As of Oct. 29, U.S. Customs and Border Protection and its partners at U.S. Army Corps of Engineers have constructed 76 miles of new border wall system since construction began in January 2017. Construction is underway for an additional approximately 160 miles.
“It’s not just a wall; it’s a wall system. It’s got integrated lighting and technology and access roads,” Acting CBP Commissioner Mark Morgan said in an Oct. 29 news conference. “It’s not about keeping good people out; it’s about keeping bad people out. It’s about keeping drugs out that killed 68,000 people in this country last year. It’s about making sure the cartels don’t become a multi-billion dollar industry each year at the expense of the citizens in this country. The wall serves to impede and increase our ability to apprehend criminal illegal aliens before they make it into the interior of the United States, before they make it to your neighborhoods.”
Construction workers recently completed 14 miles of new border wall system located within the San Diego area. This project included the construction of 18-foot steel bollards, improved road conditions and additional sensor technology in place of eight-foot high, dilapidated and outdated pedestrian fencing. The new secondary border wall system, which is currently under construction in the same location, will create a complete enforcement zone.
“The construction of the new border wall system supports [the Border Patrol’s] ability to impede and deny illegal border crossings and the drug and human smuggling activities of transnational criminal organizations while increasing safety by allowing agents to observe activity just immediately south of the border wall,” said San Diego Sector Acting Deputy Chief Kathleen Scudder.
In addition, CBP, in partnership with the U.S. Army Corps of Engineers, began installing the first panels for new border wall system in the Border Patrol’s Rio Grande Valley in Texas at the end of October. The busiest sector in the nation, the area is Border Patrol’s highest priority location for new border wall system construction. The sector accounts for approximately 40% of the illegal alien apprehensions and ranks first in cocaine and marijuana seizures.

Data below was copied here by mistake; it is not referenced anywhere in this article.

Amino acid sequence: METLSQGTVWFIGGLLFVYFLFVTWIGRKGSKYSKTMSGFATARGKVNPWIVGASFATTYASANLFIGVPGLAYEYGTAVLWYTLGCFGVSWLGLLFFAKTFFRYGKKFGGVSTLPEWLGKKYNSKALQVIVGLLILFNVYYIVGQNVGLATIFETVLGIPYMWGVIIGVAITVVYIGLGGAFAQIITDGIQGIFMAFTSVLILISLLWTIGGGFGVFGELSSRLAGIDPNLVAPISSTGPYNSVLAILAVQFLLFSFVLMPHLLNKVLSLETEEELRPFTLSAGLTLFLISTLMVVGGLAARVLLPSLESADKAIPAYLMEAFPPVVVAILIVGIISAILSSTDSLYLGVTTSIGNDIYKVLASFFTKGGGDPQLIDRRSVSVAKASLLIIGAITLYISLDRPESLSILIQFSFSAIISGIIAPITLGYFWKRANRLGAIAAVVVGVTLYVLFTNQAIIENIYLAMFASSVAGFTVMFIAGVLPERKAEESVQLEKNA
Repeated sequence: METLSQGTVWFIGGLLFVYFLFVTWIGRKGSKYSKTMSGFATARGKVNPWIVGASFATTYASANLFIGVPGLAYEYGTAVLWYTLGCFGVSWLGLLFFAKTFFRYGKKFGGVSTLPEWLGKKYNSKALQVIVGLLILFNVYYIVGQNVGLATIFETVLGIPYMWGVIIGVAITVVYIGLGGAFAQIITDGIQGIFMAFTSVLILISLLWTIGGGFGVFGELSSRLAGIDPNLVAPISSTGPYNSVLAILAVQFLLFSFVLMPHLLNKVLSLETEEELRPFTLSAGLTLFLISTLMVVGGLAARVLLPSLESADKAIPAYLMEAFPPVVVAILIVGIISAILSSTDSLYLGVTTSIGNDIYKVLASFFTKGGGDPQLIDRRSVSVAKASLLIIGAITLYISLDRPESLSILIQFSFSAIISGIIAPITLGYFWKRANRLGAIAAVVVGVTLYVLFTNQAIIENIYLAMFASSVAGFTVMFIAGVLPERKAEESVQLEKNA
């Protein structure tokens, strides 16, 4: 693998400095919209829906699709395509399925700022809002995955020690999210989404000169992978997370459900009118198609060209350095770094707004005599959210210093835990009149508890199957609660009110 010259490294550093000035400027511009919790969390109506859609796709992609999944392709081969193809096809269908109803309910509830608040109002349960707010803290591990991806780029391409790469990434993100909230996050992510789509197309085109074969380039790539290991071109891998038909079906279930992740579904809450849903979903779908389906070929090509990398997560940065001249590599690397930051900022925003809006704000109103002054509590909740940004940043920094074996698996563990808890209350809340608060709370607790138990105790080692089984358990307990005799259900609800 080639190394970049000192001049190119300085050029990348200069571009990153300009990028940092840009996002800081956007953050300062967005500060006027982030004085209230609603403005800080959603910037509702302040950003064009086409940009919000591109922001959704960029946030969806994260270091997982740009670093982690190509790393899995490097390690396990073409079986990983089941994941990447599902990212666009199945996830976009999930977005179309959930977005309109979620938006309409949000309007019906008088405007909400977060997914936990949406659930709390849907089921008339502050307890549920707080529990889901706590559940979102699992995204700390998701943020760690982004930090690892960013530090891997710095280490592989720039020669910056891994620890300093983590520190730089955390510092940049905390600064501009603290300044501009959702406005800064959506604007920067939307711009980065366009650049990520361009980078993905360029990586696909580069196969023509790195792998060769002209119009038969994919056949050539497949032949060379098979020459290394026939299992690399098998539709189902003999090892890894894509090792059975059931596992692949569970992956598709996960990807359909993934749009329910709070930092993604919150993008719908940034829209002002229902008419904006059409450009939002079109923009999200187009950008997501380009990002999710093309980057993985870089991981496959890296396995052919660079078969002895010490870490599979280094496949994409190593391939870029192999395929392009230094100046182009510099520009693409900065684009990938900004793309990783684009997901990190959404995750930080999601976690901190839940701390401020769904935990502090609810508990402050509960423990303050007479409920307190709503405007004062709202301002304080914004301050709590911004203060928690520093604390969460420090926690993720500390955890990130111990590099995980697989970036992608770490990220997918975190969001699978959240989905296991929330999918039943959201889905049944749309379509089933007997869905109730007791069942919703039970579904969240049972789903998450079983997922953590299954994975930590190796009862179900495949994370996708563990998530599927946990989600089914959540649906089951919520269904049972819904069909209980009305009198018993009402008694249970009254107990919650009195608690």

“Having previously worked in Tucson Sector, I’ve seen how walls are extremely effective in changing the operational environment in which we work,” said Rodolfo Karisch, Chief Patrol Agent of the Rio Grande Valley Sector. “Locations where physical barriers have been constructed saw reduced illegal immigration flows, organized smuggling and environmental degradation. I look forward to putting this capability to work in new locations in RGV Sector.”
Since January 2017, CBP has received approximately $9.8 billion to construct approximately 509 miles of new border wall system through a combination of the Department of Homeland Security and Department of Defense funding and the Treasury Forfeiture Fund (TFF).
“We’ve prioritized wall system needs across the southwest border and will be putting this funding to use in the areas that will see the greatest impact to border security,” said Chief Brian Martin, head of Strategic Planning and Analysis for the Border Patrol.
By the end of 2020, CBP expects to have completed a total of 450 miles of new border wall system, pending availability of real estate.
“Not only will the border wall system slow or stop illegal activity to give agents time to respond, but its design will help keep them safe while they patrol the border,” said Chief, U.S. Border Patrol Carla Provost. “We’re excited to bring this new capability to the agents in the field.”